October 30, 2018 at 1:55 pm #2447
In late June, Queensland’s Northern Oil announced it has been in talks for about a year to start up a new electrolysis technology that would convert solar electricity to liquid hydrogen for export to Japan.
Sumitomo and the Gladstone Ports Corporation are potential partners in that first demonstration. Northern Oil said it has further plans to produce hydrogen from a waste recovery diesel process and to test that hydrogen in a fuel cell. The facility converts plastics, wood scraps and tyres into hydrogen instead of landfilling the solids. The State of Queensland is supporting $1m for Northern Oil’s bio-hydrogen demonstration.
It’s the result of almost 12 months of discussions between the Japanese company, the Gladstone Ports Corporation, the Gladstone Development Board and Northern Oil refinery at Yarwun.
LOCAL NOTE: Previous announcements by CSIRO on research and design of the Port Lincoln electrolyser indicate sustained growth in hydrogen systems.
Queensland Premier Annastacia Palaszczuk said if the industry was economically viable it would allow Queensland sunshine to be exported to markets like Japan in a similar way to the multibillion-dollar LNG industry.
“The technology to use renewable energy to create hydrogen in a form that can be stored, transported and used as a clean energy source is an exciting opportunity we are keen to explore,” she said.
It’s hoped renewable fuel refinery at Yarwun, Northern Oil, will test the new technology which would use electrolysis with energy produced by solar farms to create liquid hydrogen.
Northern Oil director corporate and regulatory affairs Troy Collins said they had spoken with Sumitomo last week about the proposal.
“We’re likely to be using hydrogen in the first quarter of the next calendar year because we have fast-tracked one of our projects to refine renewable crude and to do that we need to use hydrogen,” Mr Collins said.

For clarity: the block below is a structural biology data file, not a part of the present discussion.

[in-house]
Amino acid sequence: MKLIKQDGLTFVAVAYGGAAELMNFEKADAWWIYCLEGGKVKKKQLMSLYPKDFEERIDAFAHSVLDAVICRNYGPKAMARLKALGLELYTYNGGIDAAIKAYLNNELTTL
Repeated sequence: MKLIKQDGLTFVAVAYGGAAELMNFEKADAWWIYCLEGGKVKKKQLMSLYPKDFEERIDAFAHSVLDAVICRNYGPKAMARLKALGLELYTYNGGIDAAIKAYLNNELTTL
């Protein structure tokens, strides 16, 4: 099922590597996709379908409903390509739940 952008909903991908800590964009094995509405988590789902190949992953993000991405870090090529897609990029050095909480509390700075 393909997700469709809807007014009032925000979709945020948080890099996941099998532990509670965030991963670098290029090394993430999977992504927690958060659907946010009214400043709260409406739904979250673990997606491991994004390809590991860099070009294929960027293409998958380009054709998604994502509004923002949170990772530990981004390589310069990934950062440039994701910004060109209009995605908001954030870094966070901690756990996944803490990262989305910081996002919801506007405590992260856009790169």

A delegation of Sumitomo Corporation executives and university experts from Japan visited Northern Oil in February and in April the company’s Australian executives had a follow up visit.
Gladstone Development Board chairman Leo Zussino has been a strong advocate for the region to be at the centre of the growing hydrogen industry. Mr Zussino has worked closely with Sumitomo Corporation and in October visited its Japan-based executives with Gladstone Ports Corporation chief executive Peter O’Sullivan.
Mr Zussino, also GPC chairman, said the goal was to start a large-scale hydrogen export industry in Gladstone.
Mr O’Sullivan said while the port would be a number of years away from exporting hydrogen, it was an industry Gladstone should be at the forefront of. He said Gladstone’s more than 300 days of sunshine, state development area land available to produce solar energy and deep water port were major draw cards for hydrogen production.
The Japanese Government has poured more than $16billion into hydrogen research and development as the country searches for ways to reduce its carbon emissions, and for an alternative to nuclear power. Professor Sugiyama said hydrogen was shaping as a crucial way for Japan to import an energy source that doesn’t produce emissions.
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